Why indie mobile game development is no longer a worthwhile commercial prospect
Nicholas Lister on learning to become your bank manager
Running a business as an independent game developer is a pretty personal process. It's often very difficult to dissociate your desire for an idea to succeed from a rational analysis of whether it actually will.
I recently came to a decision that, rationally speaking, it would be foolhardy to continue to pursue independent game development as a stand-alone commercial prospect.
I am still making games independently, but I am no longer doing so in a way that holds the sustainability of that endeavour up as a predominant aim. The question is, why?
Becoming a banker
There's a little thought tool I use when coming up with a business idea.
I imagine I am a bank manager and someone is coming to me with this idea looking for a loan to fund it. It is my job to make sure that the bank doesn't lose money on its investments.
I am indifferent to the plight of the individual in front of me and I have a day filled with other loan decisions, mostly safe prospects granting capital for equipment to already established businesses; lending start-up capital for a catering company might be about as risky as it gets.
The question is whether I would countenance the notion of lending money to fund this idea in front of me.
Since starting to do this, whenever I have put the idea of independently making and selling mobile games in front of myself-as-bank-manager, I find myself suggesting to the imaginary unfortunate in front of me that I could better invest my money by putting it all on Lucky Lad in the 3:20 at Chepstow.
There are some notable exceptions, of course. A mobile version of a recent and very popular game from another platform, for instance, given the right arrangements, is about as close to a surefire yes as you are likely to get.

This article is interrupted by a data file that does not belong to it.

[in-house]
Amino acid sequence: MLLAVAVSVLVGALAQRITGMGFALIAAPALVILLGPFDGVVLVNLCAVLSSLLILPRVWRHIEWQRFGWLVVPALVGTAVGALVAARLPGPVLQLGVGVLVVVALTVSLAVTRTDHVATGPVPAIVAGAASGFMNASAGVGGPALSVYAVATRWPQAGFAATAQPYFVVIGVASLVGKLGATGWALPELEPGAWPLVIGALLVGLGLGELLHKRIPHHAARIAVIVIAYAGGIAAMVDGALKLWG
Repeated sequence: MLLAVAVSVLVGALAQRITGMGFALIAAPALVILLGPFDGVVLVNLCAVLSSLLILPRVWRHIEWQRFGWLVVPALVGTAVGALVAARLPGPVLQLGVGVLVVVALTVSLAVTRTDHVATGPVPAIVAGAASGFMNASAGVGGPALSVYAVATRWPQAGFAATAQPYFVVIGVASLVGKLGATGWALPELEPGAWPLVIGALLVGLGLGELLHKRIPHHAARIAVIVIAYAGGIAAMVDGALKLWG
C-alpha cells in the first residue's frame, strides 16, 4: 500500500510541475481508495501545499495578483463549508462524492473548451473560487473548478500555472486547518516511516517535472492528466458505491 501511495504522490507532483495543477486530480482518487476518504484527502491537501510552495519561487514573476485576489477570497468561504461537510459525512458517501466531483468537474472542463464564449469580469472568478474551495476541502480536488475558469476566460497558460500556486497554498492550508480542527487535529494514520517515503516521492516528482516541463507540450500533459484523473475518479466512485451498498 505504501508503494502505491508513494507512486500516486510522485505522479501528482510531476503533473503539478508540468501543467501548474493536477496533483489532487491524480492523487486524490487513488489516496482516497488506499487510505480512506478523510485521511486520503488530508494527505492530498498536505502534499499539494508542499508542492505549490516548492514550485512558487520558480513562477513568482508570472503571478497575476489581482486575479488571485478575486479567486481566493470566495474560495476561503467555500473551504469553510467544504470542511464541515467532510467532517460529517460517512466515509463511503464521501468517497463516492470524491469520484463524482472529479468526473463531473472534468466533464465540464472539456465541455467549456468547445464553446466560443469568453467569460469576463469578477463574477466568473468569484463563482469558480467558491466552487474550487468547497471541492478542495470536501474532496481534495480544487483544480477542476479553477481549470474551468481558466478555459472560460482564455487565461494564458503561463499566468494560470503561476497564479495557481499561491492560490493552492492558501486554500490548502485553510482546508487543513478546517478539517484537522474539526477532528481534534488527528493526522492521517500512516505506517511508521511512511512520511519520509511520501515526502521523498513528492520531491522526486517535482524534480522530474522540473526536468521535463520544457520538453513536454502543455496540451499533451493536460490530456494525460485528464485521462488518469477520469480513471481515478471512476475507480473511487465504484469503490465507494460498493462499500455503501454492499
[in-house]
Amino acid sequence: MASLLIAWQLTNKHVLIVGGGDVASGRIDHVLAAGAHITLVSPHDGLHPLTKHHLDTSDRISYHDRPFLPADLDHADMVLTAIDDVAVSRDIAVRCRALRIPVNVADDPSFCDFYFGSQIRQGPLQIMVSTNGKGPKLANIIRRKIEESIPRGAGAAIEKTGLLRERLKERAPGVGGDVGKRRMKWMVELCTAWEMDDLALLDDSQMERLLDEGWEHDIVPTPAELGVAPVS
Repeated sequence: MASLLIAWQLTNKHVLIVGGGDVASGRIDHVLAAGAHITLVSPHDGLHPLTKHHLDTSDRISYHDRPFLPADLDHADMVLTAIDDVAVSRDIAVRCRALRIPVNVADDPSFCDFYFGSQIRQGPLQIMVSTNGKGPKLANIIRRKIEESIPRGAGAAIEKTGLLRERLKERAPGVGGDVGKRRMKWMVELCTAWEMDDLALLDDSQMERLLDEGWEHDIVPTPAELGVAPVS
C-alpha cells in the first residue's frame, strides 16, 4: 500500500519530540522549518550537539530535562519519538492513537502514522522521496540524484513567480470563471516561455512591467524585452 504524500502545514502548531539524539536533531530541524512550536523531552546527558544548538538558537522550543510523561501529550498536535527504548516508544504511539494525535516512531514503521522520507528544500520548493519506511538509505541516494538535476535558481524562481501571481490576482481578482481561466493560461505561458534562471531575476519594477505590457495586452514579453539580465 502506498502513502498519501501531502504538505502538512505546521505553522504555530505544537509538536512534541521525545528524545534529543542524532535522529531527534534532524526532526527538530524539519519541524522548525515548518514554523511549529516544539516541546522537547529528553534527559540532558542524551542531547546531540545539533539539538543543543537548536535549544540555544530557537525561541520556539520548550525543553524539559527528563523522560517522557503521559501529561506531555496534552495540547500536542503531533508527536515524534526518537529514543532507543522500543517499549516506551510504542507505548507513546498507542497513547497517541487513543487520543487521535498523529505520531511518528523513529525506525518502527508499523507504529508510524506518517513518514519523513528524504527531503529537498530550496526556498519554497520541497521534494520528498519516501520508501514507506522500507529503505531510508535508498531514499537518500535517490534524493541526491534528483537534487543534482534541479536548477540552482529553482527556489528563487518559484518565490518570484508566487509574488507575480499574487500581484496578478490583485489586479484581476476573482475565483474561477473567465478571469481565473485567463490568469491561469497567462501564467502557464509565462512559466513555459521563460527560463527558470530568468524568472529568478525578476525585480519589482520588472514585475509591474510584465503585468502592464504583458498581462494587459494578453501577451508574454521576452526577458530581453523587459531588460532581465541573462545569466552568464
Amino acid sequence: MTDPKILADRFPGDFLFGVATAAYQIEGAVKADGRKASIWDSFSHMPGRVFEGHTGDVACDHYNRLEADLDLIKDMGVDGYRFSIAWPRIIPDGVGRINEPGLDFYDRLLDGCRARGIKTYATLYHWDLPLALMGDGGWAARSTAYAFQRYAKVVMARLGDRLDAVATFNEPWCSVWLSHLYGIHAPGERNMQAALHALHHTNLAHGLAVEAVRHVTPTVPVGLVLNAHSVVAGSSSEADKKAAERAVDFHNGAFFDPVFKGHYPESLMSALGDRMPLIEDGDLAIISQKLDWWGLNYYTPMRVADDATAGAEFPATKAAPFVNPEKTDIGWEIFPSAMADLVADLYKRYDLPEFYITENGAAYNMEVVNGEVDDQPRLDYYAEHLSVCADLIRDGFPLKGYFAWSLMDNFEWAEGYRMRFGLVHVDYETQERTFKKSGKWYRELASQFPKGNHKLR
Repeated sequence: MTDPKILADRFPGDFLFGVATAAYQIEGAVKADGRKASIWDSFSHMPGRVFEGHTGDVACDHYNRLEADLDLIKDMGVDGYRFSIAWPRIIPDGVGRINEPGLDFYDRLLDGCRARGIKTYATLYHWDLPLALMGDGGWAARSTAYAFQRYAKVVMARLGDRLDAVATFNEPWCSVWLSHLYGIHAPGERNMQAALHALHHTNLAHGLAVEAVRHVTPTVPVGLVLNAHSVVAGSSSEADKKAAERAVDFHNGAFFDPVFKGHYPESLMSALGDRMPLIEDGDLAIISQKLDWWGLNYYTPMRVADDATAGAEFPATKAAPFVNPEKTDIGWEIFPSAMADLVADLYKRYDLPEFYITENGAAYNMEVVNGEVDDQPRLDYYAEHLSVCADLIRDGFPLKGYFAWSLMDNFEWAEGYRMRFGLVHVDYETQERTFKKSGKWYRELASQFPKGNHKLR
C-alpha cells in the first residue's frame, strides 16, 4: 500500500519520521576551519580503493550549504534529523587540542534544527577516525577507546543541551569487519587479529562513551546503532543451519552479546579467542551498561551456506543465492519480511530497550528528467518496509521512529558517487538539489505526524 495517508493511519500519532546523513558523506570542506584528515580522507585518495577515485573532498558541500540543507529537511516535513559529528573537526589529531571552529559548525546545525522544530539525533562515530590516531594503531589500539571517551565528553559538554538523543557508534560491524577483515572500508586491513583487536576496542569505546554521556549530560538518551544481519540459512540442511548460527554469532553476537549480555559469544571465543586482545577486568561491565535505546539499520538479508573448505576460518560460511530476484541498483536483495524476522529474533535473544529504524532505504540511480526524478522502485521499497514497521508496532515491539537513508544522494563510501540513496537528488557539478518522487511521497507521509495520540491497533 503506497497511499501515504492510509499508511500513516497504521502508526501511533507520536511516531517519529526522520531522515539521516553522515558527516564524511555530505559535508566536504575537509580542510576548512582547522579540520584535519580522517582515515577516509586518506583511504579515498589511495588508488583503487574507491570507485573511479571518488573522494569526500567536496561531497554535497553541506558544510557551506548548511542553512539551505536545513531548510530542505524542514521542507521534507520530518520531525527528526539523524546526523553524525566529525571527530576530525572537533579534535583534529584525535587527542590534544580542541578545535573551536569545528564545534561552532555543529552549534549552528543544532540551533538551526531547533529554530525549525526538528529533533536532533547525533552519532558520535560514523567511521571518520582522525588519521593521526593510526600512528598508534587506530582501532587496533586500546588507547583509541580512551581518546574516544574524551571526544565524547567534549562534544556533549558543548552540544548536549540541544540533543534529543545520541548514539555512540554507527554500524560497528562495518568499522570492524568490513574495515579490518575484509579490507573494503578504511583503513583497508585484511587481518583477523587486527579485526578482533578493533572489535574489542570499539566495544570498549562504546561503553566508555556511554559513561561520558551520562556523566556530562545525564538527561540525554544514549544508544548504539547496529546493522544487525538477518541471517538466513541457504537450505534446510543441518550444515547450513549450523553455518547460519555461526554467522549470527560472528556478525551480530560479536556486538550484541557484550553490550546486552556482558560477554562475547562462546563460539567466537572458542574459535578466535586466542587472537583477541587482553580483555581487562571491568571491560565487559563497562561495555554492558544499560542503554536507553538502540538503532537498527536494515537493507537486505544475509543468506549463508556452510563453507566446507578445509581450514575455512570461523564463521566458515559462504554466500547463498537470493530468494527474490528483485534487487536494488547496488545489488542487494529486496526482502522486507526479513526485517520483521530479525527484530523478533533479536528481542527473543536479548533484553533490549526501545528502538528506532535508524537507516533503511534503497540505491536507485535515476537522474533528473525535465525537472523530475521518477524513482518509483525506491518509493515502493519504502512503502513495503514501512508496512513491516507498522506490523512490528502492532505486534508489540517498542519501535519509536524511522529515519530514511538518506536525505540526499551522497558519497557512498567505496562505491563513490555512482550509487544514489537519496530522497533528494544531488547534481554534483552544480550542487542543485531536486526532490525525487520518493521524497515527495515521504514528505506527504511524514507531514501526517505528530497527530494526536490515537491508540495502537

However, the point is that if my bank manager self isn't willing to consider the plan as a commercial prospect, then neither should I.
Meddling with myths
It's a simple tool, but when I apply it I start to unravel some of the most common fantasies that mobile indie developers use to drive their work.
Applying a clever monetisation model looks risky; even if it's tried and tested, the niche it's exploiting may well be saturated around the time you get there.
Spreading the bet by making more, smaller games using these tried and tested techniques is a sensible option, but it's still not enough to convince me that on average they will perform well enough to match the risk-reward balance of the catering start-up I just saw or the carpenter I've got coming in next.
Lister's first iOS release Imp Paired
I have met a lot of mobile indie developers who spend their working days turning out commercial games that aren't even, by the bank manager test, that commercial.
Some of them have always been chasing the big payout - looking at the likes of Angry Birds, for instance, and thinking they wanted a slice of that.
Some of them started out just wanting to make games, discovered they weren't making money so jumped on to more and more commercial strategies to keep themselves going until they get to a point where they're only making games that are commercial strategies.